Fumie Ikezawa

Tohoku University, Miyagi, Japan

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Publications (27)60.92 Total impact

  • [Show abstract] [Hide abstract]
    ABSTRACT: Although surgery is commonly used to treat parastomal hernia, it is very difficult and has shown poor results. Recently, repair with prosthetic materials has been thought to be a more promising method. The Sugarbaker technique with e-PTFE mesh (Dualmesh(®)) performed via open surgery was adopted for seven patients with parastomal hernia. Two of them were recurrent cases. Three of the patients experienced incarceration of the intestine and recovered conservatively before surgery. The median age of the patients at the parastomal hernia repair was 77.6 years old (range 37.7-84.7). The median operative time was 211 min (range 147-256). The median hernia size was 28 cm(2) (range 7.5-60 cm(2)). The median amount of blood loss during the operation was 158 g (range 0-370 g). Surgical site infection was not observed. The postoperative median hospital stay was 17 days (range 13-40) and the median follow-up was 2.4 years (range 1.0-3.7). During the follow-up period, we did not observe recurrence or readmission. The surgical results were satisfactory with minimal morbidity and no recurrences. The Sugarbaker technique for parastomal repair using e-PTFE mesh may be suitable as a standard method for treating parastomal hernia.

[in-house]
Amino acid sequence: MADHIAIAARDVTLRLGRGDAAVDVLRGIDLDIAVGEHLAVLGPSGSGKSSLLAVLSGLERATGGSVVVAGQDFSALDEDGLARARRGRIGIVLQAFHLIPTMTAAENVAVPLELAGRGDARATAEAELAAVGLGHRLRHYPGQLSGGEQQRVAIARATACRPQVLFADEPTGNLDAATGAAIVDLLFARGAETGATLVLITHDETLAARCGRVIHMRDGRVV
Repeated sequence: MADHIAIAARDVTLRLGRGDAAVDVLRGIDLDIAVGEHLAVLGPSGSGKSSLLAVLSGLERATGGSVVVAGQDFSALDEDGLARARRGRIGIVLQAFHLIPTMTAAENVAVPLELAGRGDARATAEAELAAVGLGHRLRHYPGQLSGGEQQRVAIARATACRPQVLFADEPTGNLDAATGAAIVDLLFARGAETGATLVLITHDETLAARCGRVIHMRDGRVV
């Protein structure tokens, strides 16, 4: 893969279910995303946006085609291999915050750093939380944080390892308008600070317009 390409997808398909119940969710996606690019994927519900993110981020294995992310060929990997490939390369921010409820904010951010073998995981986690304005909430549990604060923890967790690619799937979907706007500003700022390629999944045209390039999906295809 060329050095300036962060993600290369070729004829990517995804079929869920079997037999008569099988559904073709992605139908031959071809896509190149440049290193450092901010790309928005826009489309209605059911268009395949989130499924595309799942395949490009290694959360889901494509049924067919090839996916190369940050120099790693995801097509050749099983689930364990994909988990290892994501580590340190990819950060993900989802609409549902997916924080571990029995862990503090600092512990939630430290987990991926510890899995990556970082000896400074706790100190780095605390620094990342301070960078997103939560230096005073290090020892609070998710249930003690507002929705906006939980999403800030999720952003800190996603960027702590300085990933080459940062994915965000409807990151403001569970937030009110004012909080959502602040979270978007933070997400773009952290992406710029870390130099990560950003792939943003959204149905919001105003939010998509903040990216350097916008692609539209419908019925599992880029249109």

Surgery Today 02/2015; DOI:10.1007/s00595-015-1137-z · 1.53 Impact Factor
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    ABSTRACT: An 88-year-old man presented to a physician complaining of bloody stool and consulted Tohoku Rosai Hospital under a diagnosis of ulcerative colitis (UC). He was diagnosed as moderate, left-sided colitis. Steroid treatment was resistive and not effective, and subsequently the UC lesion extended to total colitis. Finally, he underwent subtotal colectomy on the 20th hospital day. He was discharged from our hospital on the 28th postoperative day. Six months later, he underwent a second operation for resection of the residual rectum. Among a total of eight operated cases over 75 years old, including the present case, the present case was the oldest. In very elderly patients with UC, the prognosis is poor due to the high risk of systemic infection and cardiopulmonary complications. It is essential to decide the surgical indication as soon as medical treatment fails.
    Nippon Daicho Komonbyo Gakkai Zasshi 01/2015; 68(5):306-311. DOI:10.3862/jcoloproctology.68.306